Climbing the Iconic Peak on the 150th Anniversary of the First Ascent, Powered by Mammut.
“Climb if you will, but remember that courage and strength are nought without prudence, and that a momentary negligence may destroy the happiness of a lifetime. Do nothing in haste; look well to each step; and from the beginning think what may be the end.”
The Matterhorn is perhaps the most famous, most recognized mountain on the planet. It’s the crown jewel of the Swiss Alps and its likeness can be found on everything from deodorant to chocolates to amusement park roller coasters. It is the quintessential peak, and 2015 is significant because it marks the 150th anniversary of Edward Whymper’s mythic first ascent. Earlier this spring, the Swiss-based climbing brand Mammut launched a sweepstakes on Backcountry to celebrate the anniversary. The prize: an all-expenses-paid trip to climb the Matterhorn. To enter all you had to do was type in an email address, and over ten thousand people did just that. One address was randomly drawn from the hat, and it belonged to a Colorado skier and family man named Aaron.
When Aaron opened the email declaring him the winner of the Matterhorn sweepstakes, he regarded it with the same skepticism as any other spam scam that might show up in your inbox. After all, people don’t really win these types of things, do they? But as the scheduled date for the trip drew nearer, plane tickets and hotel reservations began showing up in his inbox, too. It was getting real. Allowed to bring one friend of his choosing, Aaron invited his childhood buddy, Joe—a guy who skis powder by day and tends bar by night in Breckenridge. I was sent along to document the adventure.
Not only did it actually happen, it went down in grand style. Mammut and Swiss Tourism teamed up and put together the trip of a lifetime. All the same, it wasn’t until we were standing in the shadow of the Matterhorn that reality truly sank in and we collectively expressed with a nervous chuckle, “yep, we’re really doing it.”
Aaron at left, winner of the Mammut Matterhorn Sweepstakes, with his longtime friend Joe, giddily preparing to fly on that plane to go climb that mountain.
The Matterhorn was one of the last great peaks in the Alps to be climbed, mainly because its appearance terrified early mountaineers. Nowhere on the pyramid of stone does there seem to be a feasible path to the summit. Climbing it was widely believed to be impossible. And make no mistake―its appearance is still intimidating.
In 1860 Edward Whymper was a 20-year-old English engraver who’d been sent to the Alps to make sketches of the peaks and glaciers. He was by all accounts an odd duck, a loner with a sour ambition. He disliked his job but had a knack for walking long distances, and the Alps afforded him this pleasure. As a boy he’d always dreamed of becoming an Arctic explorer, going where no man had gone before. When he first laid eyes on the impossible Matterhorn he was fascinated. It was the type of challenge he needed.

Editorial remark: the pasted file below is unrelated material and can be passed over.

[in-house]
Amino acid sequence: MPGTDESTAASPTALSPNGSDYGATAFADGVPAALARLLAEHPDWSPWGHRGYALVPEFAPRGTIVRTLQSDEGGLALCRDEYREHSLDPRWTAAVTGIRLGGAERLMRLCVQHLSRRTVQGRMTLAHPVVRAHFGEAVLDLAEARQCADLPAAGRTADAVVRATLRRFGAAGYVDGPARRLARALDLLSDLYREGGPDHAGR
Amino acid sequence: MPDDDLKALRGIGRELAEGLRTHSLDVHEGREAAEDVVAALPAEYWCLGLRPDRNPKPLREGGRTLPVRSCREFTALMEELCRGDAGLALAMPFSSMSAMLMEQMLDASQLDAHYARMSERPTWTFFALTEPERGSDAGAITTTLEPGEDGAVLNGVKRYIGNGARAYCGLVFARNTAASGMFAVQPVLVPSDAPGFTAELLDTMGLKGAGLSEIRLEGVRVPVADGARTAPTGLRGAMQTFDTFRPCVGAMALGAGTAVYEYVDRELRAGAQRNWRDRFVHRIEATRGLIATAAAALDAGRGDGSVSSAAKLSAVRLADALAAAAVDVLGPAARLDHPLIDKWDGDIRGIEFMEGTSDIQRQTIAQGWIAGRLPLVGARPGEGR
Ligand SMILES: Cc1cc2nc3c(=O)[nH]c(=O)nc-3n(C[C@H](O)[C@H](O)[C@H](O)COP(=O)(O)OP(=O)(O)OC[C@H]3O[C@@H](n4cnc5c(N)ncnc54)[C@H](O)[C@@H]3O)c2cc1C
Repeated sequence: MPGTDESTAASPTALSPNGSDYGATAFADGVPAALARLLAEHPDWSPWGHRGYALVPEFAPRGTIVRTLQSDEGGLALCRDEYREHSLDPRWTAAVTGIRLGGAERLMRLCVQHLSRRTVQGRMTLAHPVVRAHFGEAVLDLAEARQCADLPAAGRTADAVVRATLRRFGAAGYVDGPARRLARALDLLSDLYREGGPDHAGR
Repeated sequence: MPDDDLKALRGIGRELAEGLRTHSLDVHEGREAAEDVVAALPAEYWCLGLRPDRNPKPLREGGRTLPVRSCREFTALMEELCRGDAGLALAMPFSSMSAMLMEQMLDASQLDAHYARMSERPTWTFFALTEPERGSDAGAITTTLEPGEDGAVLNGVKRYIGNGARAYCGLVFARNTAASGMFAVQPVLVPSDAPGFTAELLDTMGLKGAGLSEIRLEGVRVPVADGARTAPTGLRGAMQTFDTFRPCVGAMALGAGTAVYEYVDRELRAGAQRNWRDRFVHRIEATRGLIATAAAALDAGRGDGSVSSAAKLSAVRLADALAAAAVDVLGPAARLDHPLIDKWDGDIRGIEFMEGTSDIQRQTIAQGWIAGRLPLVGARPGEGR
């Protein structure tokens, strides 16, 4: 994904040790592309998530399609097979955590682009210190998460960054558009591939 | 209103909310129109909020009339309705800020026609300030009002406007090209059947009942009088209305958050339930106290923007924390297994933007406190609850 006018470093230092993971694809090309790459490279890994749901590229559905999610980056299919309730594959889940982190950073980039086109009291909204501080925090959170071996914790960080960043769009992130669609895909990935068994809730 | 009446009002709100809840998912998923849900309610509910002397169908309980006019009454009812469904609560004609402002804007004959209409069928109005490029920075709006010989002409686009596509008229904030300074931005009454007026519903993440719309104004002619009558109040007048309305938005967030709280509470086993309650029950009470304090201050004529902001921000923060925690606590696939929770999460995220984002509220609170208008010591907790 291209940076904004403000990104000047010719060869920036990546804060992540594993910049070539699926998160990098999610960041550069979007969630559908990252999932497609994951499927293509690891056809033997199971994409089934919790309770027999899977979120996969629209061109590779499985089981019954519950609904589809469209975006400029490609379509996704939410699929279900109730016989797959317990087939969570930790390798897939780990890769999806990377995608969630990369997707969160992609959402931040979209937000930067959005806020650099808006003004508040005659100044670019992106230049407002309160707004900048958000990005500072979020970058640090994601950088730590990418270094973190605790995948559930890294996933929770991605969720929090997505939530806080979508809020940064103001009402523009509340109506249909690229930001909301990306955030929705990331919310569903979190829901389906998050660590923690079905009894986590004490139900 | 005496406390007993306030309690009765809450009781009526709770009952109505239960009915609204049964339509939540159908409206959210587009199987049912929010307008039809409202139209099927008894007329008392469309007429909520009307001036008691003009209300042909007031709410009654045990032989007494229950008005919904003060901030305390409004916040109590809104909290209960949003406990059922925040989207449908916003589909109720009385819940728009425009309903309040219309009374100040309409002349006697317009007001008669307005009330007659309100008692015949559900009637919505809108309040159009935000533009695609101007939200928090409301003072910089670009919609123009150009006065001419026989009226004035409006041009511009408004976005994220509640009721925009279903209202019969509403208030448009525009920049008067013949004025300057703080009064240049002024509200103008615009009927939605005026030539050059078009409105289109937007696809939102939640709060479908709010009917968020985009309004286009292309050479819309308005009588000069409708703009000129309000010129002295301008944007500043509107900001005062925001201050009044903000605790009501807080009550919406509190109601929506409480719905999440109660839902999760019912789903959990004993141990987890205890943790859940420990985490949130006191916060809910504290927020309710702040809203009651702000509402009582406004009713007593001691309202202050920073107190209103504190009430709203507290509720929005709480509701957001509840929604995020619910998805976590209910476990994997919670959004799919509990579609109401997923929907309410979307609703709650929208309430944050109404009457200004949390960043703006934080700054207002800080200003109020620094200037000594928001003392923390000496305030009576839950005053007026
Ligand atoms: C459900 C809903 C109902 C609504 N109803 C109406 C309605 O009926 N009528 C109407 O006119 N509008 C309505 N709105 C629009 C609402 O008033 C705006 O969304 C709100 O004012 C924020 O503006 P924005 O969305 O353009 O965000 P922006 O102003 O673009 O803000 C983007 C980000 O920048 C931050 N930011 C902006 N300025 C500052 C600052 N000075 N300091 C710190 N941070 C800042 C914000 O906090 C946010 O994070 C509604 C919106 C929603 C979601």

Over the next five years Whymper climbed numerous first ascents in the Alps and made a number of attempts on the prized Matterhorn. His first seven attempts, made on the Italian side of the peak, ended in failure and retreat. Then he reevaluated the peak from the Swiss side, and he had a breakthrough. Realizing that the east face wasn’t as steep as it appeared, he thought the Hörnli ridge between the east and north faces might yield a route to the summit. After learning that a well-funded Italian team was about to lay siege from their side of the mountain, Whymper hustled to Zermatt and cobbled together a team of seven, including himself. It was a last ditch effort for the first ascent.
To their surprise, the side of the mountain that appeared the most insane turned out to be the easiest. The route appeared like a “huge natural staircase,” and all seven summited without major difficulty. Whymper untied himself from the group on the final pitch, dashing to the summit to claim his place in history. He then peered off the other side, spotting the Italians far below. He started screaming and hurling rocks, making sure they knew they’d been beaten. It was July 14th, 1865. As with all mountains, what goes up must come back down, and that’s where things went wrong. The most inexperienced climber in the group slipped, a weak rope broke, and Whymper watched four of his companions fall 5,000 feet to their deaths. Seven went up, but only three came back down. The details of the accident, and who was to blame, are still argued about to this day. In the 150 years following, the Matterhorn has claimed over 500 more lives. It might not be the tallest or the hardest mountain in the world, especially by modern climbing standards, but people still fall off and die every year.
While there is some level of inherent risk, the Matterhorn is one of the world’s great classic adventures, and the opportunity to go and climb it is truly once in lifetime. There’s a temptation when preparing for a classic adventure to downplay the difficulty with thoughts like, “if some English tourists with archaic gear did this 150 years ago it can’t be that bad…right?” While rowing a boat through the Grand Canyon I was tempted in a similar fashion with the idea of a crusty one-armed Major Powell floating down it in 1869, saying to myself, “Yeah, no big deal…right?” Wrong. It can be a very big deal; the river is powerful. The same goes for the Matterhorn. The exposure is no joke and a fall from just about anywhere is certain death. The point is that the dudes who undertook these adventures a century and half ago were ultimate badasses and far tougher than any of us can probably really grasp. That’s one of the best things about embarking on a classic adventure like this; the ground is drenched in history; you get to appreciate a time when men truly were men.